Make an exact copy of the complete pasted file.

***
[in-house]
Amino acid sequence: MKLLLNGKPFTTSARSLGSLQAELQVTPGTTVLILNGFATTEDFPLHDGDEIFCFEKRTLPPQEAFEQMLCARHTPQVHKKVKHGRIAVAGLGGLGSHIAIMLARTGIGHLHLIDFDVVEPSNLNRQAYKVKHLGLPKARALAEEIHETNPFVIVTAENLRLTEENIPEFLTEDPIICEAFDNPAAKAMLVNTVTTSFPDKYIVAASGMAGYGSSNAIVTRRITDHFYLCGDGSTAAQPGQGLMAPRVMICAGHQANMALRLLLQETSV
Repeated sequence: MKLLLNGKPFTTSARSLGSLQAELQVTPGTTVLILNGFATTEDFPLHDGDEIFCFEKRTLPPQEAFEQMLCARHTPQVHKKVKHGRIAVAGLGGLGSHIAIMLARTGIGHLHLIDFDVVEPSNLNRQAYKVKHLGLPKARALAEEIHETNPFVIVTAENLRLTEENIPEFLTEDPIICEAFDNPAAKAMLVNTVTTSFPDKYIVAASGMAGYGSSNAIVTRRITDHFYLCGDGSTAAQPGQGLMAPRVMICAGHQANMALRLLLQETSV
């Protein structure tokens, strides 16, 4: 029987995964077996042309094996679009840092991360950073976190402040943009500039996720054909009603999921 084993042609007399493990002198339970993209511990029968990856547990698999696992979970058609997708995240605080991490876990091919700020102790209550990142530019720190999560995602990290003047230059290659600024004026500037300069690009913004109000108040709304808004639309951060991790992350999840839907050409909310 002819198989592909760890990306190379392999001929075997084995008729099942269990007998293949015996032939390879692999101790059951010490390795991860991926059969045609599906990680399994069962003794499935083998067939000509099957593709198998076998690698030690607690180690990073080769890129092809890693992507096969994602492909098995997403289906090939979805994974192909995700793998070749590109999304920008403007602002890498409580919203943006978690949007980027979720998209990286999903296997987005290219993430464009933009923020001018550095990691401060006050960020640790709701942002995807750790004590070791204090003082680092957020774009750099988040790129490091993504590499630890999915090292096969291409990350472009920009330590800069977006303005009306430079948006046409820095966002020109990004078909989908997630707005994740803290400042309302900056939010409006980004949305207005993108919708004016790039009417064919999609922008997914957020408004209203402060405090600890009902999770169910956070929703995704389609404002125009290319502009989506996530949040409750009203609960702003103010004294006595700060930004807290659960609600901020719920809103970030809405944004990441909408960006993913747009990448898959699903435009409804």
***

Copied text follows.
[in-house]
Amino acid sequence: MKLLLNGKPFTTSARSLGSLQAELQVTPGTTVLILNGFATTEDFPLHDGDEIFCFEKRTLPPQEAFEQMLCARHTPQVHKKVKHGRIAVAGLGGLGSHIAIMLARTGIGHLHLIDFDVVEPSNLNRQAYKVKHLGLPKARALAEEIHETNPFVIVTAENLRLTEENIPEFLTEDPIICEAFDNPAAKAMLVNTVTTSFPDKYIVAASGMAGYGSSNAIVTRRITDHFYLCGDGSTAAQPGQGLMAPRVMICAGHQANMALRLLLQETSV
Repeated sequence: MKLLLNGKPFTTSARSLGSLQAELQVTPGTTVLILNGFATTEDFPLHDGDEIFCFEKRTLPPQEAFEQMLCARHTPQVHKKVKHGRIAVAGLGGLGSHIAIMLARTGIGHLHLIDFDVVEPSNLNRQAYKVKHLGLPKARALAEEIHETNPFVIVTAENLRLTEENIPEFLTEDPIICEAFDNPAAKAMLVNTVTTSFPDKYIVAASGMAGYGSSNAIVTRRITDHFYLCGDGSTAAQPGQGLMAPRVMICAGHQANMALRLLLQETSV
């Protein structure tokens, strides 16, 4: 029987995964077996042309094996679009840092991360950073976190402040943009500039996720054909009603999921 084993042609007399493990002198339970993209511990029968990856547990698999696992979970058609997708995240605080991490876990091919700020102790209550990142530019720190999560995602990290003047230059290659600024004026500037300069690009913004109000108040709304808004639309951060991790992350999840839907050409909310 002819198989592909760890990306190379392999001929075997084995008729099942269990007998293949015996032939390879692999101790059951010490390795991860991926059969045609599906990680399994069962003794499935083998067939000509099957593709198998076998690698030690607690180690990073080769890129092809890693992507096969994602492909098995997403289906090939979805994974192909995700793998070749590109999304920008403007602002890498409580919203943006978690949007980027979720998209990286999903296997987005290219993430464009933009923020001018550095990691401060006050960020640790709701942002995807750790004590070791204090003082680092957020774009750099988040790129490091993504590499630890999915090292096969291409990350472009920009330590800069977006303005009306430079948006046409820095966002020109990004078909989908997630707005994740803290400042309302900056939010409006980004949305207005993108919708004016790039009417064919999609922008997914957020408004209203402060405090600890009902999770169910956070929703995704389609404002125009290319502009989506996530949040409750009203609960702003103010004294006595700060930004807290659960609600901020719920809103970030809405944004990441909408960006993913747009990448898959699903435009409804």